A fruity wine, such as a Sancerre, Riesling, Sauvignon blanc, Un-oaked Chardonnay or fruity Rose.
An equally fruity sparkling wine such as a Champagne or sparkling wine from the Loire valley.
A sweet dessert wine, like a Late harvest Botrytis or similiar.
French Cider, these tend to have more savoury apple notes than the sweeter versions outside of France
A crisp fresh Pilsner, Wheat beer with more malty notes such as a Kronenbourg Blanc.
Junmai Ginjo – A fruity and semi dry Sake, similiar to a Sauvignon blanc


All of the above suggestions match the gentle acidity and fruity notes in these cheeses
Sancerre is France’s Sauvignon Blanc and grows in the Loire valley.
The Loire Valley was originally the home of French Sparklings, until the Champagne region became the largest producer. Hence the name, Champagne now being well known as French Sparkling.
The dessert wine would give a lovely contrasting flavour to the goats cheese, much the same way as you’d drizzle some honey over Goats cheese.



Or strong soft goat’s cheeses, such as a Mothais sur feuille, which is matured in very high humidity and gives way to a softer, creamy fudgey interior. These cheeses when aged can have quite a punch to them, leaving the gentle acidity behind and bringing forth more of a zing on the palate.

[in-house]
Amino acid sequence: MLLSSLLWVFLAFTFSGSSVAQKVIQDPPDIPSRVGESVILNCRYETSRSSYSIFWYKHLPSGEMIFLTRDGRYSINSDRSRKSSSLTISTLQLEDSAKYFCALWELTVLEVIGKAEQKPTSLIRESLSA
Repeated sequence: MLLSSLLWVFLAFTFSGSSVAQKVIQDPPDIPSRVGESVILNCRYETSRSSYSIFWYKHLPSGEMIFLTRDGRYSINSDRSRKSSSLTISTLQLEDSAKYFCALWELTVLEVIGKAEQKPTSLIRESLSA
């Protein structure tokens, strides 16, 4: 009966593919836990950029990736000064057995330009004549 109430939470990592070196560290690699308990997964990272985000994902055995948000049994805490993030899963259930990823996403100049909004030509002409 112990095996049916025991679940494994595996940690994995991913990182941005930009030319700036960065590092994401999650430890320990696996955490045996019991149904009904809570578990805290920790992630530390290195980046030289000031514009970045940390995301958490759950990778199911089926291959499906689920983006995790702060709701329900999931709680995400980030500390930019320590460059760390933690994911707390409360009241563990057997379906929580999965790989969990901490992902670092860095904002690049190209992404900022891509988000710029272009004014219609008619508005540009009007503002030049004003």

A sweet dessert wine as you would with a fresh crisp goats cheese.
A robust red wine such as a Pinot Noir, but try to steer clear of anything with too much tannin such as a Cabernet.
A fortified such as an aged Port or a Spanish Sherry such as a Pedro Ximenez.
A whisky, such as a Japanese or Scottish Whisky variety. Possibly not an American Whisky as the smokiness can over power the cheese I find.
A classic Pale Ale, with a hoppy finish.
Umeshu – A sweet dessert Sake, with a sweet yet slight sourness.


With such a tang to these cheeses they behave similarly to a washed rind so you can pair them with something more robust to bring forth their subtleties.
The sweet wine and fortified will mellow the tang.
A whisky will bring forth the smokiness.
The red wine and Pale Ale will enhance the sweet leaving a creamy texture.

Be wary of red wine with non aged goats cheeses, the wines tannin and the cheeses acidity create a very unpleasant mouth feel. Be sure to taste your combination first before unleashing it on your guests!

Mothais sur feuille
Mothais sur feuille